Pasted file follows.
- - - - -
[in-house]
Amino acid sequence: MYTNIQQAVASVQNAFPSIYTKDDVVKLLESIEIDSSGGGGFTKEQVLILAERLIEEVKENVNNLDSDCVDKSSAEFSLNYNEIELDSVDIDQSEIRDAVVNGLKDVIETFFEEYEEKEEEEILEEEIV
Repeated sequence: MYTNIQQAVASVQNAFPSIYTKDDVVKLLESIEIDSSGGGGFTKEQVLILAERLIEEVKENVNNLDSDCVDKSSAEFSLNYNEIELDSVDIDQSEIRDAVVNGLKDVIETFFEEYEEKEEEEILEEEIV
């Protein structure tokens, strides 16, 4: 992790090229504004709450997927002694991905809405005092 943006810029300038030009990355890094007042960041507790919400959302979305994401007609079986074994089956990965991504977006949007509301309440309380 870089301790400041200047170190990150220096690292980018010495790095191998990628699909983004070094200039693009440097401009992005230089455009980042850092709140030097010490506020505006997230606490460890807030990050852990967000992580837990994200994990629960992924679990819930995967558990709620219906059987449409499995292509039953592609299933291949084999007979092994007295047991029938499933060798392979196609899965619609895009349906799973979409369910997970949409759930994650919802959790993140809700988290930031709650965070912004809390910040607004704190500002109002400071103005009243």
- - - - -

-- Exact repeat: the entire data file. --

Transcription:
[in-house]
Amino acid sequence: MYTNIQQAVASVQNAFPSIYTKDDVVKLLESIEIDSSGGGGFTKEQVLILAERLIEEVKENVNNLDSDCVDKSSAEFSLNYNEIELDSVDIDQSEIRDAVVNGLKDVIETFFEEYEEKEEEEILEEEIV
Repeated sequence: MYTNIQQAVASVQNAFPSIYTKDDVVKLLESIEIDSSGGGGFTKEQVLILAERLIEEVKENVNNLDSDCVDKSSAEFSLNYNEIELDSVDIDQSEIRDAVVNGLKDVIETFFEEYEEKEEEEILEEEIV
């Protein structure tokens, strides 16, 4: 992790090229504004709450997927002694991905809405005092 943006810029300038030009990355890094007042960041507790919400959302979305994401007609079986074994089956990965991504977006949007509301309440309380 870089301790400041200047170190990150220096690292980018010495790095191998990628699909983004070094200039693009440097401009992005230089455009980042850092709140030097010490506020505006997230606490460890807030990050852990967000992580837990994200994990629960992924679990819930995967558990709620219906059987449409499995292509039953592609299933291949084999007979092994007295047991029938499933060798392979196609899965619609895009349906799973979409369910997970949409759930994650919802959790993140809700988290930031709650965070912004809390910040607004704190500002109002400071103005009243």